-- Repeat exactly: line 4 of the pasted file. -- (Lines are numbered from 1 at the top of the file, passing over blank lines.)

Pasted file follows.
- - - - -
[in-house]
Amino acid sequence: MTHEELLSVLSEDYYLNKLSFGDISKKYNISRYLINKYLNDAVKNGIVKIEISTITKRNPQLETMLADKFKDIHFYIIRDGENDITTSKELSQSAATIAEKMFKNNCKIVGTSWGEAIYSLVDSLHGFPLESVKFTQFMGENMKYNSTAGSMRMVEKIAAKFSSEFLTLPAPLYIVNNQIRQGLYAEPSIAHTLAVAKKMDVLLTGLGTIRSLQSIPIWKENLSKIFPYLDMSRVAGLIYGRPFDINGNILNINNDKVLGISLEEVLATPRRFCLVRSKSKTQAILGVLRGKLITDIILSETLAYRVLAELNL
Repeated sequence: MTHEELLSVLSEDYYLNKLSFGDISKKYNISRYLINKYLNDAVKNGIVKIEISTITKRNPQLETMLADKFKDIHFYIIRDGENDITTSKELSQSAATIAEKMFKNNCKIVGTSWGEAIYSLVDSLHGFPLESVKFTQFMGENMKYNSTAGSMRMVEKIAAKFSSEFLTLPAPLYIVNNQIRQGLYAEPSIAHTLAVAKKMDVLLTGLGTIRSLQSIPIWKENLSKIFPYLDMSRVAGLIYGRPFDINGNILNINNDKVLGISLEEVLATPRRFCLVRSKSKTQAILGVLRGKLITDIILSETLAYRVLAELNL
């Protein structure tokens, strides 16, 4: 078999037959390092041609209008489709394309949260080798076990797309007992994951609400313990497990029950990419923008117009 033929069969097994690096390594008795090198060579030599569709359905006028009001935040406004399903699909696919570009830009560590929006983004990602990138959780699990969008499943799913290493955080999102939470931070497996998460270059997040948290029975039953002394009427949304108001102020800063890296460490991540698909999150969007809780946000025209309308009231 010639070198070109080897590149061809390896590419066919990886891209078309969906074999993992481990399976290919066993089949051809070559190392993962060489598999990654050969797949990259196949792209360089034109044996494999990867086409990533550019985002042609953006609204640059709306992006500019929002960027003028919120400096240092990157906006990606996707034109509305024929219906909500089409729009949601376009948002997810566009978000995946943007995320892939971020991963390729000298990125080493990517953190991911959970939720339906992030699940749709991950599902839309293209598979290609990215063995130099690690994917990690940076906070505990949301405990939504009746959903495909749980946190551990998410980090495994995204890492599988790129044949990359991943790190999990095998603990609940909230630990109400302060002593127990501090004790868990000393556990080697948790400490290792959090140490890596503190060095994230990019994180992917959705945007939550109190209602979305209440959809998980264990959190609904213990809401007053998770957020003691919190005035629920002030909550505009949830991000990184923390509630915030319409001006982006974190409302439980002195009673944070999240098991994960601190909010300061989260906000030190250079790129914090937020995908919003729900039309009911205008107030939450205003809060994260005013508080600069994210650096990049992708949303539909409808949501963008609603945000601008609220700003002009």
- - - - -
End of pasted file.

């Protein structure tokens, strides 16, 4: 078999037959390092041609209008489709394309949260080798076990797309007992994951609400313990497990029950990419923008117009 033929069969097994690096390594008795090198060579030599569709359905006028009001935040406004399903699909696919570009830009560590929006983004990602990138959780699990969008499943799913290493955080999102939470931070497996998460270059997040948290029975039953002394009427949304108001102020800063890296460490991540698909999150969007809780946000025209309308009231 010639070198070109080897590149061809390896590419066919990886891209078309969906074999993992481990399976290919066993089949051809070559190392993962060489598999990654050969797949990259196949792209360089034109044996494999990867086409990533550019985002042609953006609204640059709306992006500019929002960027003028919120400096240092990157906006990606996707034109509305024929219906909500089409729009949601376009948002997810566009978000995946943007995320892939971020991963390729000298990125080493990517953190991911959970939720339906992030699940749709991950599902839309293209598979290609990215063995130099690690994917990690940076906070505990949301405990939504009746959903495909749980946190551990998410980090495994995204890492599988790129044949990359991943790190999990095998603990609940909230630990109400302060002593127990501090004790868990000393556990080697948790400490290792959090140490890596503190060095994230990019994180992917959705945007939550109190209602979305209440959809998980264990959190609904213990809401007053998770957020003691919190005035629920002030909550505009949830991000990184923390509630915030319409001006982006974190409302439980002195009673944070999240098991994960601190909010300061989260906000030190250079790129914090937020995908919003729900039309009911205008107030939450205003809060994260005013508080600069994210650096990049992708949303539909409808949501963008609603945000601008609220700003002009």